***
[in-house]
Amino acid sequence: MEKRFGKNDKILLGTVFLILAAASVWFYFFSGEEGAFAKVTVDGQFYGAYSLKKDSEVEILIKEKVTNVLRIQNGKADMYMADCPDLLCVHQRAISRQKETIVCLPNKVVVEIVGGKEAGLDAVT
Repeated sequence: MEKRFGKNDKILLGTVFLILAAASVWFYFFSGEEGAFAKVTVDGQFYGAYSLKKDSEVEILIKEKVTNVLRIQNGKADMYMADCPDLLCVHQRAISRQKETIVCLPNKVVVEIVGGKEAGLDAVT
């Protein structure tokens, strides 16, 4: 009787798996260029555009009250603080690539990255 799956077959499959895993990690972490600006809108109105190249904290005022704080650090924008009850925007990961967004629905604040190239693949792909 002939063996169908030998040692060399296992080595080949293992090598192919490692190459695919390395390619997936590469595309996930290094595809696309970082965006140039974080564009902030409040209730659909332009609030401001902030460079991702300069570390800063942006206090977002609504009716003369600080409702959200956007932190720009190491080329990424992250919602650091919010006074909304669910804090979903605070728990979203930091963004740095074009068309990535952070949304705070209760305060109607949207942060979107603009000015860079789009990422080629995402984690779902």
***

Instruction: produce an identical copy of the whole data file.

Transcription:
[in-house]
Amino acid sequence: MEKRFGKNDKILLGTVFLILAAASVWFYFFSGEEGAFAKVTVDGQFYGAYSLKKDSEVEILIKEKVTNVLRIQNGKADMYMADCPDLLCVHQRAISRQKETIVCLPNKVVVEIVGGKEAGLDAVT
Repeated sequence: MEKRFGKNDKILLGTVFLILAAASVWFYFFSGEEGAFAKVTVDGQFYGAYSLKKDSEVEILIKEKVTNVLRIQNGKADMYMADCPDLLCVHQRAISRQKETIVCLPNKVVVEIVGGKEAGLDAVT
């Protein structure tokens, strides 16, 4: 009787798996260029555009009250603080690539990255 799956077959499959895993990690972490600006809108109105190249904290005022704080650090924008009850925007990961967004629905604040190239693949792909 002939063996169908030998040692060399296992080595080949293992090598192919490692190459695919390395390619997936590469595309996930290094595809696309970082965006140039974080564009902030409040209730659909332009609030401001902030460079991702300069570390800063942006206090977002609504009716003369600080409702959200956007932190720009190491080329990424992250919602650091919010006074909304669910804090979903605070728990979203930091963004740095074009068309990535952070949304705070209760305060109607949207942060979107603009000015860079789009990422080629995402984690779902």